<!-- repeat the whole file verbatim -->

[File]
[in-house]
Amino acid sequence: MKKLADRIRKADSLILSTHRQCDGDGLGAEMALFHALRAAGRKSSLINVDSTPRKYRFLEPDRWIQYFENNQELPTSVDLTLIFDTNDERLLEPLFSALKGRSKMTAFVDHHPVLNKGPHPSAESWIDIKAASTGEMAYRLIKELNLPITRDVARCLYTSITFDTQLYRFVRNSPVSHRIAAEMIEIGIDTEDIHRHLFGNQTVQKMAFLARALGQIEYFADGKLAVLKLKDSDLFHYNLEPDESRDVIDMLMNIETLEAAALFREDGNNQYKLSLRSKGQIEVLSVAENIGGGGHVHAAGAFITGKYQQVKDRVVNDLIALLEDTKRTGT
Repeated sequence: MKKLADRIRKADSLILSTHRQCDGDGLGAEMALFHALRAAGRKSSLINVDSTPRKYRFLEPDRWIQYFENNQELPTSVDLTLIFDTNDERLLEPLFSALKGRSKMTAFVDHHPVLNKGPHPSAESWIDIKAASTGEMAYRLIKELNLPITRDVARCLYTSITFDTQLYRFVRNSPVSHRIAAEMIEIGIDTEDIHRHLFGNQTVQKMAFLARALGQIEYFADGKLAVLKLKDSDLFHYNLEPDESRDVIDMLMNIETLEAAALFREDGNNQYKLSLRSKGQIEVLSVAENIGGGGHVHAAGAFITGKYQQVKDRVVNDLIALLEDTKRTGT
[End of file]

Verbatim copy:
[in-house]
Amino acid sequence: MKKLADRIRKADSLILSTHRQCDGDGLGAEMALFHALRAAGRKSSLINVDSTPRKYRFLEPDRWIQYFENNQELPTSVDLTLIFDTNDERLLEPLFSALKGRSKMTAFVDHHPVLNKGPHPSAESWIDIKAASTGEMAYRLIKELNLPITRDVARCLYTSITFDTQLYRFVRNSPVSHRIAAEMIEIGIDTEDIHRHLFGNQTVQKMAFLARALGQIEYFADGKLAVLKLKDSDLFHYNLEPDESRDVIDMLMNIETLEAAALFREDGNNQYKLSLRSKGQIEVLSVAENIGGGGHVHAAGAFITGKYQQVKDRVVNDLIALLEDTKRTGT
Repeated sequence: MKKLADRIRKADSLILSTHRQCDGDGLGAEMALFHALRAAGRKSSLINVDSTPRKYRFLEPDRWIQYFENNQELPTSVDLTLIFDTNDERLLEPLFSALKGRSKMTAFVDHHPVLNKGPHPSAESWIDIKAASTGEMAYRLIKELNLPITRDVARCLYTSITFDTQLYRFVRNSPVSHRIAAEMIEIGIDTEDIHRHLFGNQTVQKMAFLARALGQIEYFADGKLAVLKLKDSDLFHYNLEPDESRDVIDMLMNIETLEAAALFREDGNNQYKLSLRSKGQIEVLSVAENIGGGGHVHAAGAFITGKYQQVKDRVVNDLIALLEDTKRTGT